The Holy Martyr Neophytus, a native of the city of Nicea in Bithynia, was raised by his parents in strict Christian piety. For his virtue, temperance and unceasing prayer, it pleased God to glorify Saint Neophytus with the gift of wonderworking, while the saint was still just a child!
Like Moses, the holy youth brought forth water from a stone of the city wall and gave this water to those who were thirsty. In answer to the prayer of Saint Neophytus’ mother, asking that God’s will concerning her son might be revealed to her, a white dove miraculously appeared and told of the path he would follow. The saint was led forth from his parental home by this dove and brought to a cave on Mt. Olympus, which served as a lion’s den. It is said that he chased the lion from the cave so that he could live there himself. The saint remained there from the age of nine until he was fifteen, leaving it only once to bury his parents and distribute their substance to the poor.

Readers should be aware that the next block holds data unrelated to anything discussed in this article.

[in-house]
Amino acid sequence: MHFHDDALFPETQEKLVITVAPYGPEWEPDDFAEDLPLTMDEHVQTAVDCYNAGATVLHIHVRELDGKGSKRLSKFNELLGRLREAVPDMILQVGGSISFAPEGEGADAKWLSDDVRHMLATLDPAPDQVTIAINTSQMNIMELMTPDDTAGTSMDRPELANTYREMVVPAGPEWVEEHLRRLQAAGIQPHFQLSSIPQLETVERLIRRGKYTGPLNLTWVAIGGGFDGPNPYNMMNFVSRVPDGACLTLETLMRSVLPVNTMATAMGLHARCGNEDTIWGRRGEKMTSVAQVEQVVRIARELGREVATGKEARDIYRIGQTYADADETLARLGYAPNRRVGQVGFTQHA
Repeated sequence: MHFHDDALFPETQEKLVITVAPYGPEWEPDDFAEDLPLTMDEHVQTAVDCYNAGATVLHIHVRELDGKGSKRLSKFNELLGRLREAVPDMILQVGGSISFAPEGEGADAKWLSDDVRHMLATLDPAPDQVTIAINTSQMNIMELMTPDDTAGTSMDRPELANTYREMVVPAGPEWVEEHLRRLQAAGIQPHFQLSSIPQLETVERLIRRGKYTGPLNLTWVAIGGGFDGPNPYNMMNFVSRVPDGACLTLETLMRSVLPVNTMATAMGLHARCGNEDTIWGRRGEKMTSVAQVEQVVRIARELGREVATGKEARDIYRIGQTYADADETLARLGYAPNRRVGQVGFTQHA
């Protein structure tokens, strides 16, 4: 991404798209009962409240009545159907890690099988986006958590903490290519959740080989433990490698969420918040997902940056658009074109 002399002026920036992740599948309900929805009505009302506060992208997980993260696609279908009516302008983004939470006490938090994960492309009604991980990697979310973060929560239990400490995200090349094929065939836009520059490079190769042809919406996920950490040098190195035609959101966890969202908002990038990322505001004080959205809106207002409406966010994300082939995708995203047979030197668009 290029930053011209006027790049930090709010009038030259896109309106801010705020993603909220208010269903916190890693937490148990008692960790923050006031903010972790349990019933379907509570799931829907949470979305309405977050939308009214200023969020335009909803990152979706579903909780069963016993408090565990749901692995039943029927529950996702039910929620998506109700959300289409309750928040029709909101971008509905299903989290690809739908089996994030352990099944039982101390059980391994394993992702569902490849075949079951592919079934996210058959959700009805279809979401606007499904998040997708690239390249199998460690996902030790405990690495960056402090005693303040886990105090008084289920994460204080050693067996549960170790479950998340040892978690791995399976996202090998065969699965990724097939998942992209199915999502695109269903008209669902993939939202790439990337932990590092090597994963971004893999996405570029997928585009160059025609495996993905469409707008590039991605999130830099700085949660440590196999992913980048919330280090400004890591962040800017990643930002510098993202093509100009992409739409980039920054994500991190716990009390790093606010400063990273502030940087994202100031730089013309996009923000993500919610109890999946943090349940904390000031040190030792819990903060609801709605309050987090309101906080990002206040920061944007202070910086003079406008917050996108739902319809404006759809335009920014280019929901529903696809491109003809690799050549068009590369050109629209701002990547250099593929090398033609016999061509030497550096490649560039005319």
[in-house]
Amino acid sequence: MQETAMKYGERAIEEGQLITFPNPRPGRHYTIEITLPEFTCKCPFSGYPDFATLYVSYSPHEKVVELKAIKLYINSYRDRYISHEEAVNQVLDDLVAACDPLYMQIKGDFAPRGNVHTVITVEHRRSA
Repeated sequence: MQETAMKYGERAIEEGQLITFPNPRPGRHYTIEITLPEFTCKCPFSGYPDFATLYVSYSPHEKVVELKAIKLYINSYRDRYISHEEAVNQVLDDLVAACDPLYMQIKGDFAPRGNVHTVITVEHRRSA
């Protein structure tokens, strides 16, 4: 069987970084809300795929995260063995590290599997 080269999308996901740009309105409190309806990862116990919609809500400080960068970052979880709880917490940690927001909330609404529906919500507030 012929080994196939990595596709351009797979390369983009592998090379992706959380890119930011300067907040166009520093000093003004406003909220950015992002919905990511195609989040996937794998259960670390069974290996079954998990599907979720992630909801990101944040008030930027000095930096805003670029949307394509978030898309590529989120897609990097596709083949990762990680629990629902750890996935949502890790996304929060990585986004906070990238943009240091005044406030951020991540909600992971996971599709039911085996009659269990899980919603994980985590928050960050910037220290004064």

During the persecution by Diocletian (284-305), he went to Nicea and boldly began to denounce the impiety of the pagan faith. The enraged persecutors suspended the saint from a tree, they whipped him with ox thongs, and scraped his body with iron claws. Then they threw him into a red-hot oven, but the holy martyr remained unharmed, spending three days and three nights in it. The torturers, not knowing what else to do with him, decided to kill him. One of the pagans ran him through with a sword (some say it was a spear), and the saint departed to the Lord at the age of sixteen.